The most recent data available to the Department shows that local government was required to spend $1.98 billion on own-source funded road works in 2010–11. Reported total own source roads expenditure in 2010–11 was $2.79 billion.

Own-source expenditure is monitored at the council level and individual councils which do not meet the requirement in a given year can apply for a waiver for the relevant financial year. At 30 June 2012, 13 of the 570 eligible funding recipients received a waiver during 2011–12 for an expenditure maintenance breach in either 2009–10 or 2010–11 and 34 expenditure maintenance breaches had yet to be finalised. A further 62 funding recipients had yet to finalise their 2010–11 annual reports.

Did you know?

Total domestic road freight has grown six-fold over the last four decades, from around 27 billion tonne-kilometres in 1971 to over 180 billion tonne-kilometres in 2007. The productivity of heavy freight vehicles has grown almost six-fold over the same period.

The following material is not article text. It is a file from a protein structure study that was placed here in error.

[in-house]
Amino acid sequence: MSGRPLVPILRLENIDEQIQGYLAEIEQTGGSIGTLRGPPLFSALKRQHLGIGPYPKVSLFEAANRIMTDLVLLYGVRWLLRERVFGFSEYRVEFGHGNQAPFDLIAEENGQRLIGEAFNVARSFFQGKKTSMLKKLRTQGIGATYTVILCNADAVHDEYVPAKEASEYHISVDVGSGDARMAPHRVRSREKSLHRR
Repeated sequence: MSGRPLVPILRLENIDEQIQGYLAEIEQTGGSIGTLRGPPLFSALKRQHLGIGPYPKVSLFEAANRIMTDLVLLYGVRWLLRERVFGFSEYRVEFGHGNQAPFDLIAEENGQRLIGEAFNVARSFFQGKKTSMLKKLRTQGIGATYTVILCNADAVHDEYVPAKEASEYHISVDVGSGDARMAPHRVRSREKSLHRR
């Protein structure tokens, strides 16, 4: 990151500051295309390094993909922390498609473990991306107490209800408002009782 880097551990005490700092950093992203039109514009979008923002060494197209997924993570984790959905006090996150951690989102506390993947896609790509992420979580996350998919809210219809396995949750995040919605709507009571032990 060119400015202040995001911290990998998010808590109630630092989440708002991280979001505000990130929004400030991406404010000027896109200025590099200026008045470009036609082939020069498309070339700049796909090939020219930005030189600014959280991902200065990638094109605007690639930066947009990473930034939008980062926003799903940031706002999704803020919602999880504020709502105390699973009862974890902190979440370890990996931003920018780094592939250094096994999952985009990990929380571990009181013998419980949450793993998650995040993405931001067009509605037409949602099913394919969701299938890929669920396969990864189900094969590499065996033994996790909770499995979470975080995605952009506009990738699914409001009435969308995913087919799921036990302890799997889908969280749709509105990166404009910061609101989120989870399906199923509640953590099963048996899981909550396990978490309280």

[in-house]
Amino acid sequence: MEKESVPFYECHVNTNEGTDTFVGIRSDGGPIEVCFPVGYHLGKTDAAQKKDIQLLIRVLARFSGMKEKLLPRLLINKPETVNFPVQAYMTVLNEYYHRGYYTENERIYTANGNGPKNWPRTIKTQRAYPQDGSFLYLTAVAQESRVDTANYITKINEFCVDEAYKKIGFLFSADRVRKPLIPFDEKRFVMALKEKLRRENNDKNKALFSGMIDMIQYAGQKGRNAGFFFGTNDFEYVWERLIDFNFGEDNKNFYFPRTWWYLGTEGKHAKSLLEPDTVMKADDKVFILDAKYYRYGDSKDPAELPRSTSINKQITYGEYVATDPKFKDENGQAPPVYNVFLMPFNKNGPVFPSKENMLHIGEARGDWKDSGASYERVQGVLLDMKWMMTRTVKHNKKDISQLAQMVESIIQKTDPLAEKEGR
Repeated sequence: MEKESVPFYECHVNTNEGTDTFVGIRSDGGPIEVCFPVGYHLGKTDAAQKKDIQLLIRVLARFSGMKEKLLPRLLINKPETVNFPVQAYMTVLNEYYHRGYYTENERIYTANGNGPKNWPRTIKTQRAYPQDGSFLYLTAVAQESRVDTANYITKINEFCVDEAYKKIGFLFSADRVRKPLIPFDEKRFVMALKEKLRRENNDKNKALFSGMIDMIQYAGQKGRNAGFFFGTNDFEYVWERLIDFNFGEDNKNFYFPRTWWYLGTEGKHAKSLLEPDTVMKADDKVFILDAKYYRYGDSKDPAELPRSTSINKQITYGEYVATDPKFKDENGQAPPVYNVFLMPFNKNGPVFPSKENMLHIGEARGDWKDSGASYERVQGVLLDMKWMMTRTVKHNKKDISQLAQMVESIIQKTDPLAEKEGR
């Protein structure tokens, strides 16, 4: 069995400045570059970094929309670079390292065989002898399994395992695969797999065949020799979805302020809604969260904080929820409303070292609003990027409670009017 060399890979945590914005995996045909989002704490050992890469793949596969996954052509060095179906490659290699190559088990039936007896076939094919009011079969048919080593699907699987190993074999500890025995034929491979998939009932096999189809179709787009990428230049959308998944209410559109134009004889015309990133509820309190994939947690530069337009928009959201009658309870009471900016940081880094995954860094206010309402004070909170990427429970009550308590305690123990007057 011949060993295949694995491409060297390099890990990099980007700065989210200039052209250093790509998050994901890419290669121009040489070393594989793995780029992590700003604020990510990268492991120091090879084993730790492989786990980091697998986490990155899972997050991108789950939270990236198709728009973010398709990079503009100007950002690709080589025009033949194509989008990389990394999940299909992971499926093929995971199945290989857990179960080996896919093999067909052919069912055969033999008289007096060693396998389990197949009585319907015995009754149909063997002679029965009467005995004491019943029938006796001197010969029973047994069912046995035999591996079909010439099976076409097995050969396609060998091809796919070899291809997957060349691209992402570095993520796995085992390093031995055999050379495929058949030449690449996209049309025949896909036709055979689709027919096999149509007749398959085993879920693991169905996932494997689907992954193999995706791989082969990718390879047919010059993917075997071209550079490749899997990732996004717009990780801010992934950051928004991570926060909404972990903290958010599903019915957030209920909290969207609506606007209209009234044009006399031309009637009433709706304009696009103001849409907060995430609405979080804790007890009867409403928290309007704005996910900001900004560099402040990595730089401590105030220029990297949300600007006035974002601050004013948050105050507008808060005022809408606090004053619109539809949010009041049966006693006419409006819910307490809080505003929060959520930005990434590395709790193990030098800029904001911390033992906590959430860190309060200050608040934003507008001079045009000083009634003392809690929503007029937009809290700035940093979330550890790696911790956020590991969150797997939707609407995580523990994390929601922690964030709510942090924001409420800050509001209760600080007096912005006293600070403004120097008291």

Source: Truck productivity: sources, trends and future prospects, BITRE Report 123.

Note: 1 tonne-kilometre is defined as moving 1 tonne, 1 kilometre.

Case Study—Ipswich Motorway

The Ipswich Motorway links Ipswich and Brisbane and is part of the National Land Transport Network. From Dinmore in the west to Rocklea in the east, it covers some 19 kilometres. With the Warrego and Cunningham highways joining at Dinmore, the motorway is a vital traffic and freight corridor servicing the western area of south east Queensland and carries more than 1,000 articulated trucks a day. Ipswich is predicted to be the fastest growing local government area in Queensland between 2011 and 2026.